In any form of government, elite class will speak loudest
Before we go out, my wife Sandi invariably cautions me, “now, Honey, don’t talk about religion or politics.”
It’s one of those warnings that she hopes will keep me inbounds, but which she knows will present little barrier to my appetite for discussing either, or both.
Politics – and perhaps religion, as well – should command our passion and interest as much, if not more so, than whether the Phillies will win more than they lose this year, or whether a new coach can get the Eagles in the playoffs in the fall.
Politics has been a part of my life forever. My dad, a tenant farmer, was a Democrat precinct committeeman in rural Illinois, where I carried the petitions in 1960 through our hometown Hume (400 people, where my grandad was mayor) for the Kerr-Mills Bill, which became the foundation for Medicare. I passed out literature and put up signs for JFK-LBJ, and, in 1964, I put out signs again for LBJ.
In 1966, even before I was able to vote for the first time in 1968 – for Hubert Humphrey, I was elected vice president of the Campus Democrats at the University of Illinois.
It was, I guess, the 1972 election, when I voted for Richard Nixon, where principle – that is, a focus on a variety of reasonably objective standards and expectations – elevated itself for me over party in creating a preference for a candidate. I’ve kept that lifelong Democrat registration, but I’ve been an independent voter ever since, as well, as my party moved farther and farther left of me.
America at heart is a democracy, but it’s a representative democracy, which means it’s a republic. Our views are (supposedly) aggregated and represented by someone elected to speak and vote for us. That occurs in the nominating process, as well as in legislative bodies.
And democracies, like every form of government, never have treated everyone the same, in terms of the “voices” that are heard in governing. Hasn’t happened. Never will happen.
Elites always will have greater voice. Elites come in the form of donors (wealthy or everyday), party leaders, party activists, the news media, editorialists, lobbyists, neighbors, friends, business interests, labor interests, political interests, clients of government, etc. No, it seems antithetical to acknowledge, but not all voices are the same.
Elites, too, because they tend to transcend individual elections and the issues du jour, also have some resilience. Critics often would label such governments with semi-permanent and resilient patronage “oligarchies,” but I don’t think that’s fair criticism.
Populism has been the Achilles’ heel of such governments as ours. In answering voters’ WIIFM question (what’s in it for me?), politicians expand the role of government beyond the reasons it was created – to provide for us collectively what we could not provide for ourselves individually through the market; e.g., defense, statecraft, infrastructure, public education, courts – to take from some and give to others, yes, confiscate and redistribute.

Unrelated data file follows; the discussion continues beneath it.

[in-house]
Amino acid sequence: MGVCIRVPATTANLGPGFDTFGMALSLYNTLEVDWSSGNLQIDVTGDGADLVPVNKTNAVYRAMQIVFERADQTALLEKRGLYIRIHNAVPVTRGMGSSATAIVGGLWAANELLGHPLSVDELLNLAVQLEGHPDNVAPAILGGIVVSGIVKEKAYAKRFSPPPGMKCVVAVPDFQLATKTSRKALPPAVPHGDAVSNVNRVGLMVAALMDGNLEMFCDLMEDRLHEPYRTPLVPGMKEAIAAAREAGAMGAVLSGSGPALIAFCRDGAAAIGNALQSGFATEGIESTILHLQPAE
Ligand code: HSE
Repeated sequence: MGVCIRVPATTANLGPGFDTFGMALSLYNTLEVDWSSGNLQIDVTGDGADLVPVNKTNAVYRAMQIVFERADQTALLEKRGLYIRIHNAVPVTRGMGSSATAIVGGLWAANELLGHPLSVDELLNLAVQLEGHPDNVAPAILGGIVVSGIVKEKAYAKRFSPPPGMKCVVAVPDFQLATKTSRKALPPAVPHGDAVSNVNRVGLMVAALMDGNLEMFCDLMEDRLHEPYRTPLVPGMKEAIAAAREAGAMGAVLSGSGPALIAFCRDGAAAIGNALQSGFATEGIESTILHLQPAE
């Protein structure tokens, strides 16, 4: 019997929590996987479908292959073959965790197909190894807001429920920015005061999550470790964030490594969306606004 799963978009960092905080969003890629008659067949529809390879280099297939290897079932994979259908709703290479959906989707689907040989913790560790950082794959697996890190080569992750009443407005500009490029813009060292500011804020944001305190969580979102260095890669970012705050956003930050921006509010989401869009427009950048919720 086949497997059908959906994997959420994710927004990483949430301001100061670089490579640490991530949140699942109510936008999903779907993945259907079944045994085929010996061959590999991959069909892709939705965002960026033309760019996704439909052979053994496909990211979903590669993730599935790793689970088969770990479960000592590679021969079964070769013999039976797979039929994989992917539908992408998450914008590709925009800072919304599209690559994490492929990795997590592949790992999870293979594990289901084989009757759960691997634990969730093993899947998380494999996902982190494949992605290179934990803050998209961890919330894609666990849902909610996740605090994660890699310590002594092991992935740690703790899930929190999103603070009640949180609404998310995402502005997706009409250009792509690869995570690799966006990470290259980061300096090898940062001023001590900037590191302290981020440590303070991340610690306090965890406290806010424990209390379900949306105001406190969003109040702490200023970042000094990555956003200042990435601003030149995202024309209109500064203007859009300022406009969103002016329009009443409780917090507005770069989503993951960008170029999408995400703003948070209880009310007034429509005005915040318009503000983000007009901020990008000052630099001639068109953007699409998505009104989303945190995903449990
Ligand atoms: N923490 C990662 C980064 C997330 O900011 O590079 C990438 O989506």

For the wealthy, and big corporations, it would seem to be “payback time,” as populists in both parties, Sen. Bernie Sanders on the D side and Donald Trump on the R side, seem in ascendancy.
Corporate welfare is not good, and no good excuse exists for it, or for the unconscionable sins of Wall Street and even Main Street that undermine public confidence in business. That government too often looks the other way reminds us of the hypocrisy of politics, and politicians.
But tearing down and dismantling a quasi-free market system because it allows some people to succeed on merit, if they work hard enough and are lucky enough, and some others to fail on merit, whether for lack of talent or abundance of indolence, is tearing down a system that has put America at the forefront of the nations of the globe, allowing us as citizens to, more than most, become the masters of our own destiny. (No, the playing field never will be 100 percent level, or fair; some will always start farther ahead than others, but no excuse exists for systematically denying opportunity!)
Communism for nearly a half-century was the sworn enemy of America, from the end of World War II to the fall of the Berlin Wall and crumbling of the Soviet Union. More than 10 million of us put on uniforms during the Vietnam-era to fight against it, and likely well over 20 million of us swore with our lives to “protect and defend” during that half century.
Today, rebranded with a less pejorative name and refreshed with a grandfatherly spokesman, it presents itself again, this time asking, not threatening, citizens – and the 50 states that govern them – to relinquish more rights and privileges to a strong central government in exchange for “goodies.”
When you see me, if my wife’s not around, ask me how I really feel!